MELBOURNE — Oil prices were unsteady on Monday, with Brent trading higher on supply concerns while West Texas Intermediate (WTI) dipped, as traders balanced supply concerns against worries about a recession or China’s COVID-19 curbs hitting demand.
Brent crude futures were up 11 cents, or 0.1%, at $107.13 a barrel at 0102 GMT, adding to a 2.3% gain on Friday.
U.S. WTI crude futures however slipped 15 cents, or 0.1%, to $104.64 a barrel, paring a 2% gain from Friday.
Trading was thinned by a public holiday in parts of Southeast Asia.
Both contracts posted weekly declines last week as the market was dominated by worries that rising interest rates to curb inflation would spark a recession and dent oil demand.
“Net long positions in WTI crude futures at now at their lowest level since March 2020, when demand collapsed amid the initial outbreak of COVID-19. This is despite ongoing signs of tightness,” ANZ Research analysts said in a note.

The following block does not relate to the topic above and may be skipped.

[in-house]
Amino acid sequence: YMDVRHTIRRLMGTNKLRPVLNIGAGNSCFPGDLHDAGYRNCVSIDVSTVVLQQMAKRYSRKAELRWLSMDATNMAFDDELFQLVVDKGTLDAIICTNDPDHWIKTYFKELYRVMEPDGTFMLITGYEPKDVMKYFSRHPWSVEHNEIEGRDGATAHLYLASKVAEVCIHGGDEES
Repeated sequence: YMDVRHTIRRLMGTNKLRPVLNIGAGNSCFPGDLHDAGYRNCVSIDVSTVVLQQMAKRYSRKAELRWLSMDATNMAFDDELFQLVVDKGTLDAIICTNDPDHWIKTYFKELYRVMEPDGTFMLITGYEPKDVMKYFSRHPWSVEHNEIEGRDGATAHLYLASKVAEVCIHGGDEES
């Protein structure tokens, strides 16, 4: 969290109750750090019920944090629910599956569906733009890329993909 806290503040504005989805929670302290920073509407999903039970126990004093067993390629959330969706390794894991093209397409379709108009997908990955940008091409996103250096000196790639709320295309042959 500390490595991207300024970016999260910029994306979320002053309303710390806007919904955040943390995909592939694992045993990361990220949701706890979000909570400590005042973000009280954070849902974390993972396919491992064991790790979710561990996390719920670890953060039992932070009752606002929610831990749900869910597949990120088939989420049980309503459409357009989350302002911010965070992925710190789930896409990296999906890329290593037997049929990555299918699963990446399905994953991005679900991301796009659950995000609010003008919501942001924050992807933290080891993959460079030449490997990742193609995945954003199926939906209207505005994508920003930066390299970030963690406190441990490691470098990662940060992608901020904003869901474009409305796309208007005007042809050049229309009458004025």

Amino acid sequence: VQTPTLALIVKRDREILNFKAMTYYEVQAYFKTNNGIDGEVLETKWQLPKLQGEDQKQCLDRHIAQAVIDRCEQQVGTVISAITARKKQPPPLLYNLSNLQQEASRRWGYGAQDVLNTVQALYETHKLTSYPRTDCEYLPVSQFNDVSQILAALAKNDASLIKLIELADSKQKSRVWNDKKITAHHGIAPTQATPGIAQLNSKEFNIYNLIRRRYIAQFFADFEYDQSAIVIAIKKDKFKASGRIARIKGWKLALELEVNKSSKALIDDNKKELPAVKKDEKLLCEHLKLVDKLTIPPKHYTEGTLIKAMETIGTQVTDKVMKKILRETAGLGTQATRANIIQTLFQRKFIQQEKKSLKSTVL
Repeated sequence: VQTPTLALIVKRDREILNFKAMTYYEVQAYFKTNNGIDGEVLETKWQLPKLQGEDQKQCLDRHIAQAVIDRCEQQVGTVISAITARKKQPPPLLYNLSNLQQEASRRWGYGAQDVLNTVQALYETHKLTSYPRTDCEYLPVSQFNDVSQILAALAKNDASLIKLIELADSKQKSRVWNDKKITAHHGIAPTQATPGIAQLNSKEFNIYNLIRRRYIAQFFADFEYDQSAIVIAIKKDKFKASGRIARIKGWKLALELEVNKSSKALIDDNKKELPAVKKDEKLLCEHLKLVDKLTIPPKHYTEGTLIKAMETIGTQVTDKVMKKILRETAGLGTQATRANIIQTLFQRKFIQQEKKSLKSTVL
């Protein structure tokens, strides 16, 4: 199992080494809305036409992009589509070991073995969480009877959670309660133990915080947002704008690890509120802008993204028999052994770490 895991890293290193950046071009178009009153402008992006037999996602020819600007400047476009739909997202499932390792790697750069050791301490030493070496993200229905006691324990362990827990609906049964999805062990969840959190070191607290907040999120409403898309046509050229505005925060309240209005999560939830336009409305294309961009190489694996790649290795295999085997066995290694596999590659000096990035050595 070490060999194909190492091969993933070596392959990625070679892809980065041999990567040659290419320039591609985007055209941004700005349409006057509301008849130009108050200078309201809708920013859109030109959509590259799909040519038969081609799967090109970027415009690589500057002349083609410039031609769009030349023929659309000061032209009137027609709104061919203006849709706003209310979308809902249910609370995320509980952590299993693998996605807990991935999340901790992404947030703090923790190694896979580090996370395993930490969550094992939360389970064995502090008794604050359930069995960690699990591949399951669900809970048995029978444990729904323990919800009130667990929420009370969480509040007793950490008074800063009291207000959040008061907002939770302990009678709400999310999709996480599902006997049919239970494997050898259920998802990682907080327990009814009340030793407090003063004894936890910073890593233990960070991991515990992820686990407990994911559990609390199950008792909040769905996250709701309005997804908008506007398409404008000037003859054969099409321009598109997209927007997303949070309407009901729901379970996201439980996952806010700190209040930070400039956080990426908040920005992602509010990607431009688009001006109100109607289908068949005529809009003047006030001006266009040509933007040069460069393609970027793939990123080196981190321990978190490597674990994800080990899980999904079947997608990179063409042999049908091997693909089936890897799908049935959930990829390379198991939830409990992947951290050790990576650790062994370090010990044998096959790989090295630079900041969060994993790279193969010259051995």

Both benchmark contracts traded lower in early trade on Monday then turned positive before trading in different directions.
The latest data on COVID-19 cases in China showed numbers had fallen from the previous day, but concerns remain about the potential for wider lockdowns after a new Omicron subvariant was discovered in Shanghai.
On the supply side, the market remains nervous about plans by Western nations to cap Russian oil prices, with President Vladimir Putin warning further sanctions could lead to “catastrophic” consequences in the global energy market.
Questions also remain about how long crude from Kazakhstan via the Caspian Pipeline Consortium (CPC) will flow for. Supply has continued so far on the pipeline, which carries about 1% of global oil, even after it was ordered by a Russian court last week to suspend operations.
CPC Blend crude oil exports are set to rise to 5.45 million tonnes for August from 4.86 million tonnes in July, a loading schedule showed. (Reporting by Sonali Paul; Editing by Bradley Perrett)